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Over onsFaculteit Godgeleerdheid en GodsdienstwetenschapOrganisatieWetenschappelijke stafPhD ResearchComparative Study of Religion

Lea Schulte-Droesch

Making place through ritual - Territory, environment and region among the Santal of Middle India

My research focuses on the Santal, one of the largest tribal societies of Middle India and on their practice of making place through ritual. Based on long term ethnographic fieldwork in Jharkhand the project aims to show how different rituals reveal and continuously recreate peoples’ perceptions of place. Through this approach different aspects of Santal cosmology will be explored, showing that ideas of place are entangled with religion, kinship and politics.

Marking the mountain as abode of a deity. Jharkhand, India
Marking the mountain as abode of a deity. Jharkhand, India

In my work I study Santal ways of making place through three steps, each one referring to a different notion of place:

The first two rituals I introduce refer to place as territory. These rituals take the shape of a large sacrificial feast for the common deity of a local social group. The place of these sacrifices points to relations between ancestral activity and the roots of this social group. Besides the patrilineal aspect of kinship this part of my research further explores Santal marriage practices and how these link different territories.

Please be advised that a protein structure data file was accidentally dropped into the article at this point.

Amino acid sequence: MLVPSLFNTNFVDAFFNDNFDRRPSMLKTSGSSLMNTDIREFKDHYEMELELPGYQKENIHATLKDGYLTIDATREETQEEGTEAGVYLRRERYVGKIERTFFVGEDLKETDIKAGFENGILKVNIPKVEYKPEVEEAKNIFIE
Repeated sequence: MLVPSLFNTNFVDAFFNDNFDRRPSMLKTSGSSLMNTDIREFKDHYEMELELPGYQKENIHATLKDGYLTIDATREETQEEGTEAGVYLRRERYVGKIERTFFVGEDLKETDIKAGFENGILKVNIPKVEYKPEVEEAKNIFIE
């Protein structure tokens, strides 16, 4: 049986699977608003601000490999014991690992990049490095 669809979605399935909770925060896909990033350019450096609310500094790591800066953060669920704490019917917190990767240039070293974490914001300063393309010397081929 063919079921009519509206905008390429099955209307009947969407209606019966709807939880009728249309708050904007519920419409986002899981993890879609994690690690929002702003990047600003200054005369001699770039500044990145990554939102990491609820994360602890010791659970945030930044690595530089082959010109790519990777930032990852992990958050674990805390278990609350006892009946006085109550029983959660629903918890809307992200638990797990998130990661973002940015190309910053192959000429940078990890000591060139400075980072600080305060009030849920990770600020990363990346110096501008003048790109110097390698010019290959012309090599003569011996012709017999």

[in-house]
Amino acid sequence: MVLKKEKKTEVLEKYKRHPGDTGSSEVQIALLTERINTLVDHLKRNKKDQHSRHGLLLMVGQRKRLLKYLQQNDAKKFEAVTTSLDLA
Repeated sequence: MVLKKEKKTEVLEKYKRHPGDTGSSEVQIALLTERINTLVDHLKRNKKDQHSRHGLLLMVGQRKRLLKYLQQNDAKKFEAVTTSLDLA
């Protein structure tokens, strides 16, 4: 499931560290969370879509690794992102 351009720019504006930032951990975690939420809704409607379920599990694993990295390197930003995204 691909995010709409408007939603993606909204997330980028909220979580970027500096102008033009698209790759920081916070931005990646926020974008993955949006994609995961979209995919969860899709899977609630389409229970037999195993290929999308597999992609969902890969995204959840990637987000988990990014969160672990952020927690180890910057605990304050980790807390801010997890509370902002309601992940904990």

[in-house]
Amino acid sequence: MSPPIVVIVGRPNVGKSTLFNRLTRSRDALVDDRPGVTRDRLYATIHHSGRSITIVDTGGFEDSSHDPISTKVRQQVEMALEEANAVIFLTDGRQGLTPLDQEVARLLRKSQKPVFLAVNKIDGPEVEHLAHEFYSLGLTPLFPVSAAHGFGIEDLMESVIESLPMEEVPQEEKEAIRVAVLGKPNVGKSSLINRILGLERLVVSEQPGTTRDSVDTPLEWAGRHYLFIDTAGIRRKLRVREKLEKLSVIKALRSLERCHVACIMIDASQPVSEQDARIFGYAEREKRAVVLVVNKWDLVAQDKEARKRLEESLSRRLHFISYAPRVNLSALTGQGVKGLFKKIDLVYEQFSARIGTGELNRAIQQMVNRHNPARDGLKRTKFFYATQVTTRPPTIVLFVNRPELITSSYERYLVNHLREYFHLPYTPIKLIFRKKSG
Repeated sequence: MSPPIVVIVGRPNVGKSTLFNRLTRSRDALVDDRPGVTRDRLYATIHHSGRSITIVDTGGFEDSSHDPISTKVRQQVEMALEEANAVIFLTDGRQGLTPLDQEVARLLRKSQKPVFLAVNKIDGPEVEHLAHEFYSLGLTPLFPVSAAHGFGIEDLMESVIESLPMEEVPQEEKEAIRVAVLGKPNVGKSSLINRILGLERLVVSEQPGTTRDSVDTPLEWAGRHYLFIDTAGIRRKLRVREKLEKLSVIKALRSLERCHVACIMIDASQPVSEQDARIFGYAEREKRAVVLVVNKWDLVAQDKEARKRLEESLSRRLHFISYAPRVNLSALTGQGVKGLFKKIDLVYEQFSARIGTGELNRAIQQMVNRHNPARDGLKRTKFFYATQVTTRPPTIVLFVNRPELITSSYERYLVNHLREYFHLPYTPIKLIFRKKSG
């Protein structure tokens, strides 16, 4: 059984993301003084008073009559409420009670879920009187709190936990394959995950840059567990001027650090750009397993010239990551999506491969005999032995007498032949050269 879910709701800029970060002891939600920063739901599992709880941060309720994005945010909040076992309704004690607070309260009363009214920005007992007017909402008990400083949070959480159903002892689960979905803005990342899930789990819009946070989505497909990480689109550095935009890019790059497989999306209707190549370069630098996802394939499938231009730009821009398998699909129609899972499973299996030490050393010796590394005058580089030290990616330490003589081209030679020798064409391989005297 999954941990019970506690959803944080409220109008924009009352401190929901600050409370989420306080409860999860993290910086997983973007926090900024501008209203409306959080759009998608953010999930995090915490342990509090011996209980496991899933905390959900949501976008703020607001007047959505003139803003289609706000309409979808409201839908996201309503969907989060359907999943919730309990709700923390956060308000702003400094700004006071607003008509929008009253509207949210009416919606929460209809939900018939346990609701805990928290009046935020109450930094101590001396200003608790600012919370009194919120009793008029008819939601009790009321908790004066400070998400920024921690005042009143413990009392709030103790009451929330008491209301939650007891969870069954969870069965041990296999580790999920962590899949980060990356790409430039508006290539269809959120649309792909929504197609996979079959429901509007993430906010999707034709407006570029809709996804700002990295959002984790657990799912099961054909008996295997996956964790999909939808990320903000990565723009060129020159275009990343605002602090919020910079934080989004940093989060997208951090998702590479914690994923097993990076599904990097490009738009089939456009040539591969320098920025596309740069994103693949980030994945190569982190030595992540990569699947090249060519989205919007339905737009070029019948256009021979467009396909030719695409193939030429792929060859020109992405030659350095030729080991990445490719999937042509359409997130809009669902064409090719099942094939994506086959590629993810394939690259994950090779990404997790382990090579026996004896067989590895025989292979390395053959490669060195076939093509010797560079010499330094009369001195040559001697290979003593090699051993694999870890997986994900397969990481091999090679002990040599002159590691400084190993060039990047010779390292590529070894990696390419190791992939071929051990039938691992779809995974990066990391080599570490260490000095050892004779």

In a second step I focus on Santal perceptions of the environment, particularly the forest and hills. These are articulated in two major annual ritual complexes: hunting rituals and the rituals for the mountain gods (buru bongas). Through worship, celebration and narrative these rituals give insight into the socio-cosmic structure of this area. Both relate the deities of these spheres to rain and ultimately link them to the fertility of the fields.

The third notion of place refers to the region and bears strong political connotations. In the last decades, local politicians and activists have transformed several village festivals into regional ones. These give rise to an increased display of Santal culture and often make reference to a more globalized image of the Santal as indigenous people. This negotiation of what constitutes “Santal religion and culture” is further taken up by several reform movements in this region. Their views and attempts of “purifying” Santal custom are discussed in this context.

In conclusion, my project explores Santal rituals under the perspective of place and attempts to draw a contemporary picture of the different connotations this concept bears for the Santal.

Contact Lea Schulte-Droesch

Last modified:30 March 2017 2.57 p.m.